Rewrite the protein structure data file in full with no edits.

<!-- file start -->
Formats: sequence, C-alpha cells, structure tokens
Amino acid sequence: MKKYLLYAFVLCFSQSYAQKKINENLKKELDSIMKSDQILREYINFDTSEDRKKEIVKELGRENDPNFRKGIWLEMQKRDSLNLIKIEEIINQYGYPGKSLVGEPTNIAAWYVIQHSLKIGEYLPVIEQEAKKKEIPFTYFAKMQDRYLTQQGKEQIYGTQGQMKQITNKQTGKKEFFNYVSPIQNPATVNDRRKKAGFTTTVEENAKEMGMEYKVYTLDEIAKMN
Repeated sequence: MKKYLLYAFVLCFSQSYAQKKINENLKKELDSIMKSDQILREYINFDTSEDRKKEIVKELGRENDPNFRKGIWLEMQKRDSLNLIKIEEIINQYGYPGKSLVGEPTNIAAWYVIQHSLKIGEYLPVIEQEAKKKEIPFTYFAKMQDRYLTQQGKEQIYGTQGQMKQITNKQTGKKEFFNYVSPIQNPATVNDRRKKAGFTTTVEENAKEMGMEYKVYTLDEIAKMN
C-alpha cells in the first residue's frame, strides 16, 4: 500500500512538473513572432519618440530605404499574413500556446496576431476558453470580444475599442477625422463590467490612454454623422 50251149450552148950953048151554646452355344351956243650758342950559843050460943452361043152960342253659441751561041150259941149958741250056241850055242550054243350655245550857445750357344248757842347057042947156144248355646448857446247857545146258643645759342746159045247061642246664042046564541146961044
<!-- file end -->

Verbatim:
Formats: sequence, C-alpha cells, structure tokens
Amino acid sequence: MKKYLLYAFVLCFSQSYAQKKINENLKKELDSIMKSDQILREYINFDTSEDRKKEIVKELGRENDPNFRKGIWLEMQKRDSLNLIKIEEIINQYGYPGKSLVGEPTNIAAWYVIQHSLKIGEYLPVIEQEAKKKEIPFTYFAKMQDRYLTQQGKEQIYGTQGQMKQITNKQTGKKEFFNYVSPIQNPATVNDRRKKAGFTTTVEENAKEMGMEYKVYTLDEIAKMN
Repeated sequence: MKKYLLYAFVLCFSQSYAQKKINENLKKELDSIMKSDQILREYINFDTSEDRKKEIVKELGRENDPNFRKGIWLEMQKRDSLNLIKIEEIINQYGYPGKSLVGEPTNIAAWYVIQHSLKIGEYLPVIEQEAKKKEIPFTYFAKMQDRYLTQQGKEQIYGTQGQMKQITNKQTGKKEFFNYVSPIQNPATVNDRRKKAGFTTTVEENAKEMGMEYKVYTLDEIAKMN
C-alpha cells in the first residue's frame, strides 16, 4: 500500500512538473513572432519618440530605404499574413500556446496576431476558453470580444475599442477625422463590467490612454454623422 50251149450552148950953048151554646452355344351956243650758342950559843050460943452361043152960342253659441751561041150259941149958741250056241850055242550054243350655245550857445750357344248757842347057042947156144248355646448857446247857545146258643645759342746159045247061642246664042046564541146961044